The Robert Edward Hart Memorial Museum is located in the newly renovated coral bungalow, known as La Nef, by the seashore at Souillac. The Mauritian poet Robert Edward Hart, who was the curator/librarian of the Mauritius Institute in Port Louis, spent the last years of his life in this historic house. The interior setting of the house has been recreated and preserved, and the prevailing atmosphere plunges the visitor back into the time and lifestyle of the Mauritian poet.
Most of the poet's property recovered after his death are exhibited – furniture, personal effects and his works (both published and manuscripts). The museum has four rooms: two bedrooms, a drawing room/office and a bathroom.
Sookdeo Bissoondoyal Memorial Museum
The Sookdeo Bissoondoyal Memorial Museum is located on the main road in the village of Tyack, Rivière des Anguilles, in the house where Sookdeo Bissoondoyal was born. This simple building is basically rectangular, made of stone walls and covered with corrugated iron sheets. The Sookdeo Bissoondoyal Memorial Museum was inaugurated on 03 April 1987.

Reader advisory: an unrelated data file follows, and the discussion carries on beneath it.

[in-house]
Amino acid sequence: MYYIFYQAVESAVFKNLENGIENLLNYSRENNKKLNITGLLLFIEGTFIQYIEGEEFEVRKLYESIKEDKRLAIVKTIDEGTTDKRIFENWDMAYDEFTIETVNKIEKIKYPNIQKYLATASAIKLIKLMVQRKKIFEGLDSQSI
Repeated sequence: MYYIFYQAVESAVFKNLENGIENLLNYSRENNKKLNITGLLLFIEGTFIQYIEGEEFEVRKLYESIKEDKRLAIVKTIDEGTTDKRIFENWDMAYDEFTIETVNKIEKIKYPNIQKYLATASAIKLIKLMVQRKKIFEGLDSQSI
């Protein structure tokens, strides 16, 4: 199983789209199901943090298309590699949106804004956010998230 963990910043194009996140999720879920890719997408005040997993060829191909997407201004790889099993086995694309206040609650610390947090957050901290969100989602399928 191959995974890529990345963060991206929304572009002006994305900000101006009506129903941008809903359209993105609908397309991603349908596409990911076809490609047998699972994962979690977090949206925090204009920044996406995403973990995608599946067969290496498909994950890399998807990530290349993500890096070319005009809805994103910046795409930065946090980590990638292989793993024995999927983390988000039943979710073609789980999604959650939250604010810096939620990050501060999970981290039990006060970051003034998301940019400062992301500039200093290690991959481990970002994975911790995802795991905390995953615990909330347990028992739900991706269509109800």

The aim of the Sookdeo Bissoondoyal Memorial Museum is to perpetuate the memory of the person after whom it has been named. It informs the public about the life and work of Sookdeo Bissoondoyal as a great leader who contributed towards the independence of Mauritius and the education of the poor.
SSR Memorial Centre for Culture
The Sir Seewoosagur Ramgoolam Memorial Centre for Culture is one of the specialised museums under the purview of the Mauritius Museums Council since 2000 and is situated at 87, Desforges Street, Plaine Verte. The memorial centre is set up in the old wooden house, where Sir Seewoosagur Ramgoolam spent thirty years of his life, from 1935 to 1965 and comprises seven rooms where the personal paraphernalia of Sir Seewoosagur Ramgoolam are displayed. These include his furniture, clothes, medical equipment and certificates. A major feature of the Centre is a photographic exhibition highlighting the main events in the life of this great statesman and of the nation.